Singularly Personal: Janet Brisland although in the past I had always had a complete mental blockage when it came to history, I thrived there, developing knowledge and confidence and a peculiar passion for indexing the Hereford Times! I represented Hereford & Worcester on the West Midlands Branch of the Association of Assistant Librarians (now the Career Development Group) as I began my more ‘formal’ path of professional development.

I can’t quite believe that I’ve been working in Libraries for 24 years – in many ways I feel like a new graduate, still learning and developing. I’ve had the pleasure of experiencing many different library environments during that time and now feel that I have at last found my true ‘home’ in Centre for the Child. I am one of these people who always wanted to be a librarian from when I was in High School. I had an inspirational school librarian who encouraged and supported me and, as soon as I had the opportunity, I became a ‘voluntary’ Saturday Assistant in Mansfield Library in Nottinghamshire. This led to a proper Saturday job and work on the ‘supply pool’ during university holidays whilst I studied at Loughborough College and University until 1984.

We moved to Birmingham in 1989 and I had my first taste of academic librarianship as an Assistant Librarian in the Poly Library where I first encountered CD ROMs and ‘online searching’ – technology which bowled me over as it was still so new and ground breaking! However, having moved from the all-inclusive, wide-ranging public library service to a service focussing on a defined group of customers, I also realised that this wasn’t for me! Spotting an opportunity to return to Hereford & Worcester, I applied for the position of Librarian in a ‘dual-use library’ in Frankley, on the Worcestershire/Birmingham border.

I really struggled to get that elusive first professional post, attending interview after interview, so I know how frustrating it can be for colleagues new to our profession. Because I was willing to work anywhere to secure a position, I was finally lucky enough to be employed by Hereford & Worcester Library Service as an Assistant Librarian covering a maternity leave in Stourporton-Severn. I moved on from Stourport to Hereford Schools Library Service for a short placement and finally succeeded into my first permanent post as Assistant Librarian in the Reference & Local Studies Department in the main library in Hereford. It was fascinating work and,

I always look back at the 12 years I was at Frankley as the time I fully embraced community librarianship. Working in a library which served the local community and a high school population enabled the team to develop services in new and exciting ways, which included the joint publication of a young writers magazine and raising funding, programming and delivering an annual community arts week. So much of the library’s success at Frankley was, and continues to be, through effective partnership working, where a number of council services are located together under one roof. My professional development continued as I joined the committee of the very newly formed Hereford & Worcester Sub-branch of the Library Continued on page 5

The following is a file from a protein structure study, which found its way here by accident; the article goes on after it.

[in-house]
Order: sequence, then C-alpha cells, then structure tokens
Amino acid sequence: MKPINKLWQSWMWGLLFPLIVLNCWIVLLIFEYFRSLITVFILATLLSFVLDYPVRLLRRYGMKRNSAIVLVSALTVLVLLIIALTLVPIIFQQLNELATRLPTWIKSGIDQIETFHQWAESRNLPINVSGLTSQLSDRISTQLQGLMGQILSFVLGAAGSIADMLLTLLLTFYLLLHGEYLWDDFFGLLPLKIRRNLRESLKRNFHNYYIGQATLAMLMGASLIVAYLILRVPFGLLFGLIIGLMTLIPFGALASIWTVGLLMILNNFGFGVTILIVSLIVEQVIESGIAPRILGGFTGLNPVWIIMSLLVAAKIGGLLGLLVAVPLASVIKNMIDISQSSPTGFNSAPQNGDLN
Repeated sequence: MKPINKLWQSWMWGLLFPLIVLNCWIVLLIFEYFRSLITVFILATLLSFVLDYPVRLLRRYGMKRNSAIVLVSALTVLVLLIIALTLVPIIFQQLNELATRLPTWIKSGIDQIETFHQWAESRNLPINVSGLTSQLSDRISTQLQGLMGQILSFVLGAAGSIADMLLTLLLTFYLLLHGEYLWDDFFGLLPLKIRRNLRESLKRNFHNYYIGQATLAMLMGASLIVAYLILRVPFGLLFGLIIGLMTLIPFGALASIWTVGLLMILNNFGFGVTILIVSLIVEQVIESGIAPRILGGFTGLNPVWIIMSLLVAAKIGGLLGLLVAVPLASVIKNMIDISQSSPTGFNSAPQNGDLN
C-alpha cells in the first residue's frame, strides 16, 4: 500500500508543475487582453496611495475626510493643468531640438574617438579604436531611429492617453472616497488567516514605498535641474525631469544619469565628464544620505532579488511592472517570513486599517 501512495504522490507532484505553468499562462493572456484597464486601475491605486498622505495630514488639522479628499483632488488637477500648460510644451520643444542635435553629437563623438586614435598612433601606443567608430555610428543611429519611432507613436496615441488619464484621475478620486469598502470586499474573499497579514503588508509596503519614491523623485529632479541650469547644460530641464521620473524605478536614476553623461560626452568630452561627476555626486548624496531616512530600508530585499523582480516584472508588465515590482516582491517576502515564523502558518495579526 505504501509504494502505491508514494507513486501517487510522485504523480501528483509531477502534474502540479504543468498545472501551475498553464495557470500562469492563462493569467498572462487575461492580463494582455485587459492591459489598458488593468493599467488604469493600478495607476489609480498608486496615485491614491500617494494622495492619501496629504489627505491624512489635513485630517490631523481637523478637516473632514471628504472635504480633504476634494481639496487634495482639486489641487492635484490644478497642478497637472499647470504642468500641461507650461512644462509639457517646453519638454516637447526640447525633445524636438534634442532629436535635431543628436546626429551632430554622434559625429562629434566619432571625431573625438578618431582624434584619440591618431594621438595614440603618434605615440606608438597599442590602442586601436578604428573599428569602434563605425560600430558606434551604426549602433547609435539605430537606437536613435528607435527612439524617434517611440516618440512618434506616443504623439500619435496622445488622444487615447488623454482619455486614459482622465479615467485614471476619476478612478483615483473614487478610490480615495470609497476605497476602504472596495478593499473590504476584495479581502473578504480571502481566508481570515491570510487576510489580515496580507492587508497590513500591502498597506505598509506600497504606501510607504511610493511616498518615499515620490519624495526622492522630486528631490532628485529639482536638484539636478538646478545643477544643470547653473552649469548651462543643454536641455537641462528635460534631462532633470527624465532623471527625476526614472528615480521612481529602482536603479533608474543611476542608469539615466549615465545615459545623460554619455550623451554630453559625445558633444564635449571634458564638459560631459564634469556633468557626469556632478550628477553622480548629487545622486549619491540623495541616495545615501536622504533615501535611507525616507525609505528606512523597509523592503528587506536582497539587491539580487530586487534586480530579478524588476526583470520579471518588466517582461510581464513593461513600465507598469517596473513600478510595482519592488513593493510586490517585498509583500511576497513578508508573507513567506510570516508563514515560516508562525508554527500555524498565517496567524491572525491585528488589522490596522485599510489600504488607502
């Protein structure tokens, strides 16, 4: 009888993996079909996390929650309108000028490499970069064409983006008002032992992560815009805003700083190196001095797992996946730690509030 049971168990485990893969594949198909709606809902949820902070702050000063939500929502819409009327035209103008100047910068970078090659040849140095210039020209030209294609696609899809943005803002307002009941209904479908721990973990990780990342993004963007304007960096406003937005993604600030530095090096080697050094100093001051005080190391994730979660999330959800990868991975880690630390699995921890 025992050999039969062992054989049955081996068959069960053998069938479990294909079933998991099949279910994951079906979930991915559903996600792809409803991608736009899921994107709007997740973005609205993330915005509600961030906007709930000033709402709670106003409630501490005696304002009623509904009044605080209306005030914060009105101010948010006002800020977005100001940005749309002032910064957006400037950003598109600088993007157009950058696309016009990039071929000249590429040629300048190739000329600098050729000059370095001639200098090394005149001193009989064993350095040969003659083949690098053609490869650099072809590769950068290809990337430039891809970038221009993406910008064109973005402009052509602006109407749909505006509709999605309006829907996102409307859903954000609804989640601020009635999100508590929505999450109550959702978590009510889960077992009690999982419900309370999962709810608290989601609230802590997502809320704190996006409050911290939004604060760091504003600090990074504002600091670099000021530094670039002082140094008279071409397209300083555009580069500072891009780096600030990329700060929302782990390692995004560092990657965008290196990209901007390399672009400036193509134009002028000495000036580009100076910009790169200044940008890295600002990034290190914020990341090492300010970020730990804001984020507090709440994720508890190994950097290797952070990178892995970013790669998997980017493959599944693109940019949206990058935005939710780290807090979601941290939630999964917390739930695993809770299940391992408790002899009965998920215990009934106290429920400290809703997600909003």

Odds and s.o.d.s

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Association, which represented the views of our county on the West Midlands regional committee. Also during this time Frankley Library said “goodbye” to Worcestershire and “hello” to Birmingham as we became part of Brum through changes to the local authority boundaries.

(something of direct significance)!

Through the very close working with children and young people in Frankley, I became more and more convinced that this was an area of work in which I wanted to specialise. Following several temporary secondments in other community libraries and within the strategic children’s team, I finally joined the team in Centre for the Child in Birmingham Central Library. I’ve been there for nearly 6 years now and can honestly say that I love my job! CFC is probably one of the largest specialist children’s libraries in the UK, serving local residents, the City’s wider population and customers from around the West Midlands region and UK who travel to the library to use our extensive resources. I have continued to be active within CILIP, currently as Secretary of West Midlands YLG and have recently attended some CILIP Mentoring Training with a view to registering as a mentor. As we’re placed in the City Centre, we have exciting opportunities to take part in innovative events and activities all the time - the Frankfurt Christmas Market, storytelling at the Sealife Centre, Morris Dancing, and the Lord Mayor’s Show, to name but a few!

I have received the following information from Malta:

The Malta Connection